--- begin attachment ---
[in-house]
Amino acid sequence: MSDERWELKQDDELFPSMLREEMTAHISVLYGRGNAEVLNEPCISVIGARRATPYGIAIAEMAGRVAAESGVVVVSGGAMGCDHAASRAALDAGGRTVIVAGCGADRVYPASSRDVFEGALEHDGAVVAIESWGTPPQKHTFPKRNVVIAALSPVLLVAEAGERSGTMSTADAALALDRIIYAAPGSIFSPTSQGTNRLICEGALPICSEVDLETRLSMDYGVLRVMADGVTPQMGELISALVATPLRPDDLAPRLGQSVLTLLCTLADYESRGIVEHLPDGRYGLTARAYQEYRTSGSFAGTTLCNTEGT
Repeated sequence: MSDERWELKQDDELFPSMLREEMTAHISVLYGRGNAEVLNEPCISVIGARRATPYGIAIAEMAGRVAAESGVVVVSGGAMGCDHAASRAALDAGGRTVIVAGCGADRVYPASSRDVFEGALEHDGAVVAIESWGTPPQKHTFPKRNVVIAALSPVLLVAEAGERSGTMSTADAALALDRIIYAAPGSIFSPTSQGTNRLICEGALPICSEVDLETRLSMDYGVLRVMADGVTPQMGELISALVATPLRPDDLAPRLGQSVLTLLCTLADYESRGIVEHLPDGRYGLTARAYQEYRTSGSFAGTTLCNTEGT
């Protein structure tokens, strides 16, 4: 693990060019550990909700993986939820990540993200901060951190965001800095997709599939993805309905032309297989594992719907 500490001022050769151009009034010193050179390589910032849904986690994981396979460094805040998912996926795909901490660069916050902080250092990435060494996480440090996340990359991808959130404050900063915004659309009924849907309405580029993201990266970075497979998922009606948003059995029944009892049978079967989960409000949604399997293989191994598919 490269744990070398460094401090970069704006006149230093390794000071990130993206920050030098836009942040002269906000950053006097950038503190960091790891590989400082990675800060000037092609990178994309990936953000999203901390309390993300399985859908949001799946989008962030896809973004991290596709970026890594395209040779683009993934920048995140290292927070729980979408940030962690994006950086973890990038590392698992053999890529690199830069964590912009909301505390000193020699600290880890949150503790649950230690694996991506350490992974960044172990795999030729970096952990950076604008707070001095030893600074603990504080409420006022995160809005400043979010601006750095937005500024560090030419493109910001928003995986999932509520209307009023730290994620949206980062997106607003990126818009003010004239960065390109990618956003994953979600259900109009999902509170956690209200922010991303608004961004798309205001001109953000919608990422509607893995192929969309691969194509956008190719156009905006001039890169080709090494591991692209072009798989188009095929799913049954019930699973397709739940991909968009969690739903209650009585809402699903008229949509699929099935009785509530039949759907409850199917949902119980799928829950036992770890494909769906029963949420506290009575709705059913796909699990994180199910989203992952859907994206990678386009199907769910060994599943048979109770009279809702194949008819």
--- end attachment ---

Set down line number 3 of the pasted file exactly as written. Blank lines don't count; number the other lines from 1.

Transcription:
Repeated sequence: MSDERWELKQDDELFPSMLREEMTAHISVLYGRGNAEVLNEPCISVIGARRATPYGIAIAEMAGRVAAESGVVVVSGGAMGCDHAASRAALDAGGRTVIVAGCGADRVYPASSRDVFEGALEHDGAVVAIESWGTPPQKHTFPKRNVVIAALSPVLLVAEAGERSGTMSTADAALALDRIIYAAPGSIFSPTSQGTNRLICEGALPICSEVDLETRLSMDYGVLRVMADGVTPQMGELISALVATPLRPDDLAPRLGQSVLTLLCTLADYESRGIVEHLPDGRYGLTARAYQEYRTSGSFAGTTLCNTEGT